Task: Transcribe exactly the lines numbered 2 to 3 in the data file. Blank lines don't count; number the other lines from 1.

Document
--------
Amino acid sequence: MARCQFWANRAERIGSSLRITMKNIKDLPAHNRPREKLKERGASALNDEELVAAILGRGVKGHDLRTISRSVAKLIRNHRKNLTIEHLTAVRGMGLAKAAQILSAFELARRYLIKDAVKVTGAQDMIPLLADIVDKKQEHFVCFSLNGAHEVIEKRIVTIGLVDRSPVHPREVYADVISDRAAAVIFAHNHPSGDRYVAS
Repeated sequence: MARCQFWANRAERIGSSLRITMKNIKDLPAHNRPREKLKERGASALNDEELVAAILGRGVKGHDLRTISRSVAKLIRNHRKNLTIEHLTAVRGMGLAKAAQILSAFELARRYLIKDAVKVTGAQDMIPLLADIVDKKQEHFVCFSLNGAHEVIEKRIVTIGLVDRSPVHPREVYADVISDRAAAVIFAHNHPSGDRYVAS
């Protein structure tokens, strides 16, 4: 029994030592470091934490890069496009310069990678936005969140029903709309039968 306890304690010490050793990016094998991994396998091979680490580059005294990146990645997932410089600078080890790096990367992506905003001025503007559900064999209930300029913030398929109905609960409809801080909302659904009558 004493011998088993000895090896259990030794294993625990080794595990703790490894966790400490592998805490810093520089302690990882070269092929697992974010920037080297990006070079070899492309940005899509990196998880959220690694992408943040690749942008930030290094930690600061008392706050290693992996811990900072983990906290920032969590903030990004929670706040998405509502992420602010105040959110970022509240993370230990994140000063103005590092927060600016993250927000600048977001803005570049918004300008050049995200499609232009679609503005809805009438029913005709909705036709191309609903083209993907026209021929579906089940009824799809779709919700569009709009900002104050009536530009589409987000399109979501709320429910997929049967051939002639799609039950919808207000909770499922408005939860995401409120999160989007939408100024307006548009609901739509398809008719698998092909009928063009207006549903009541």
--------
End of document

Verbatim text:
Repeated sequence: MARCQFWANRAERIGSSLRITMKNIKDLPAHNRPREKLKERGASALNDEELVAAILGRGVKGHDLRTISRSVAKLIRNHRKNLTIEHLTAVRGMGLAKAAQILSAFELARRYLIKDAVKVTGAQDMIPLLADIVDKKQEHFVCFSLNGAHEVIEKRIVTIGLVDRSPVHPREVYADVISDRAAAVIFAHNHPSGDRYVAS
């Protein structure tokens, strides 16, 4: 029994030592470091934490890069496009310069990678936005969140029903709309039968 306890304690010490050793990016094998991994396998091979680490580059005294990146990645997932410089600078080890790096990367992506905003001025503007559900064999209930300029913030398929109905609960409809801080909302659904009558 004493011998088993000895090896259990030794294993625990080794595990703790490894966790400490592998805490810093520089302690990882070269092929697992974010920037080297990006070079070899492309940005899509990196998880959220690694992408943040690749942008930030290094930690600061008392706050290693992996811990900072983990906290920032969590903030990004929670706040998405509502992420602010105040959110970022509240993370230990994140000063103005590092927060600016993250927000600048977001803005570049918004300008050049995200499609232009679609503005809805009438029913005709909705036709191309609903083209993907026209021929579906089940009824799809779709919700569009709009900002104050009536530009589409987000399109979501709320429910997929049967051939002639799609039950919808207000909770499922408005939860995401409120999160989007939408100024307006548009609901739509398809008719698998092909009928063009207006549903009541």